Spotify’s road to podcast dominance started brazenly enough: hundreds of millions of dollars spent at once to buy a respected podcast network, Gimlet Media, and a podcast creation app, Anchor. Now, nearly two years later, the company’s continuing to spend, but this time with its sights set on conquering the podcast ad market.
Yesterday, the company announced it spent $235 million to acquire Megaphone, a podcast hosting company that also inserts and sells dynamic ads for podcasts. The acquisition, though large, isn’t as flashy as some of the company’s other deals, but it sets Spotify up to become a force in podcast ad sales. With Megaphone, Spotify wants to dominate podcast advertising and become the main ad seller for shows both inside and outside its network. This could have repercussions, not just for where and how advertisers and podcast networks spend money, but also for how much Spotify knows about listener behavior both inside and outside its platform.
Podcast ads have become increasingly sophisticated and can be swapped in and out based on who’s listening and what ad deals are active. Dynamic advertising, as this is called, was a big change from static podcast ads that were built into a show forever. Now, podcast ads act more like the web — a rotating cast of ads targeted to a person based on what needs an audience that day. Still, the targeting for these is limited by a lack of user data. At most, the hosting services know where listeners are based, what kind of device they’re listening on, and the app they’re using to listen. This totally changes with Spotify.
Spotify knows listeners’ names, billing information, where they live, their age, what music they like, the other shows they enjoy, who they’re friends with on Spotify, what devices they use, and plenty of other data. It’s still not as much as Facebook or Google know about people online, but it’s significantly more information than podcasters have previously known about their audience.
Naturally, Spotify harnesses this data to sell and insert ads through its proprietary Streaming Ad Insertion (SAI) technology, which debuted in January for its own internal shows. These ads are inserted in real time as opposed to being swapped out ahead of a listen, meaning Spotify’s system makes live decisions about which ads a specific listener should hear based on their data and also based on the goals of the various ad deals Spotify is currently running.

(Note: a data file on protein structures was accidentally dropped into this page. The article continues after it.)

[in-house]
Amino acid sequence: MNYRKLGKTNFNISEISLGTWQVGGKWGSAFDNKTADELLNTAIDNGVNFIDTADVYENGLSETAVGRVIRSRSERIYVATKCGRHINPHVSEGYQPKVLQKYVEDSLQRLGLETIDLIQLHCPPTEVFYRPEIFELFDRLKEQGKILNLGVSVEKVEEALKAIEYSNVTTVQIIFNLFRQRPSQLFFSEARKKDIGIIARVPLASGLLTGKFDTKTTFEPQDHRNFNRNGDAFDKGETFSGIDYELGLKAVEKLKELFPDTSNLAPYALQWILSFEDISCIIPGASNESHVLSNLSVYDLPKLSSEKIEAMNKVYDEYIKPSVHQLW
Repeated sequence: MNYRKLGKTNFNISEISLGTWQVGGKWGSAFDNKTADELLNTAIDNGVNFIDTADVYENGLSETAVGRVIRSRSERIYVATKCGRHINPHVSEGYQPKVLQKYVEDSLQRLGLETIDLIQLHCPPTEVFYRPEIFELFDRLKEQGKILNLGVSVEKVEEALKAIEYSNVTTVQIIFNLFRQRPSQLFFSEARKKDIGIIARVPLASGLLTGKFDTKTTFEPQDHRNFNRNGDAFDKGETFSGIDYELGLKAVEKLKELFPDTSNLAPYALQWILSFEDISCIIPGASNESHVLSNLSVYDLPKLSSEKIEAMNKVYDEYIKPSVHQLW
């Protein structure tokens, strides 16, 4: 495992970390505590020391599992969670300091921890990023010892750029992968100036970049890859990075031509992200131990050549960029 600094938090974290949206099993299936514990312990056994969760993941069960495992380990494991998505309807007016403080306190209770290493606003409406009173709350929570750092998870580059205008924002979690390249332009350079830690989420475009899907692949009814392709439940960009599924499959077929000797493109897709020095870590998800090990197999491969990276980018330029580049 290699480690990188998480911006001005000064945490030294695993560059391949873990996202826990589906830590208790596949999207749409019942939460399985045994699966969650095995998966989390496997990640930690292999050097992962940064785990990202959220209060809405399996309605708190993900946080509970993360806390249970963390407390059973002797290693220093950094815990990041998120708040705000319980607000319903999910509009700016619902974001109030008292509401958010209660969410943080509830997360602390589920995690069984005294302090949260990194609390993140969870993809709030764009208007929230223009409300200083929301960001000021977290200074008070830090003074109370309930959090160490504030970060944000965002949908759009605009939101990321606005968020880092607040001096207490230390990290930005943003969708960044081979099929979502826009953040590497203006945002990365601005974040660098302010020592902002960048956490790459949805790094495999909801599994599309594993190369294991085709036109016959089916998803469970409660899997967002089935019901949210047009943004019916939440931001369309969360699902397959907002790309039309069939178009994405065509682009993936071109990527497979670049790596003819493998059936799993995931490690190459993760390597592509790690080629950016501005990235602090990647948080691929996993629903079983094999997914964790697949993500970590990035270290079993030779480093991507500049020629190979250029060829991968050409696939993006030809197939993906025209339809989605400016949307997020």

With the Megaphone deal, SAI will be offered to shows outside the Spotify network, so if advertisers or third-party podcasts want to be able to effectively reach Spotify’s 320 million monthly listeners, they’ll have to pay Spotify to do so, whether that means going to Spotify’s ad sales team and asking to be slotted into shows or by hosting a podcast on Megaphone to gain access to SAI. Spotify gets paid even if it doesn’t sell a show’s ads because it still provides distribution services. (Spotify isn’t the only company attempting to own the distribution, hosting, and sales arms of podcasting; iHeartMedia and SiriusXM are, as well.)
Owning a hosting service also gives Spotify unprecedented access to data about other networks’ shows. Only a network and their hosting provider know how many downloads a show receives, where their listeners are based, and generally, how episodes perform. Now Spotify will have that data, too. Megaphone currently says ESPN is a client, for example. This means Spotify could know how ESPN podcasts perform, which is coveted information especially given that Spotify owns The Ringer, which CEO Daniel Ek said the company acquired to build the “new ESPN.”
Since fully entering the podcasting space in 2019, Spotify has spent upward of $500 million on acquiring companies, and stars like Joe Rogan, Kim Kardashian West, and Michelle Obama, in the space. It now owns a podcast creation app, multiple successful networks, and a podcast player. With Megaphone, it also possesses a hosting service and effective ad network. It’s setting itself up to be an integral part of the podcast ecosystem that outside networks will have to engage with eventually.
To pull this off, Spotify has to make SAI enticing enough that podcasters are willing to change hosting networks just to get its more specific ad tech, and advertisers are willing to switch who they buy from for that same access. To get to that point, Spotify needs to become the most popular place people listen, specifically stream, all over the world, which it seemingly hasn’t pulled off yet. Apple might still hold the top listening position, at least in the US, although if Spotify keeps securing exclusive deals, it might force listeners to convert.
That’s the through line in all of Spotify’s deals, forcing people to use its service for access, whether that be access to ad technology or certain shows. We all might end up having to use Spotify whether we like it or not.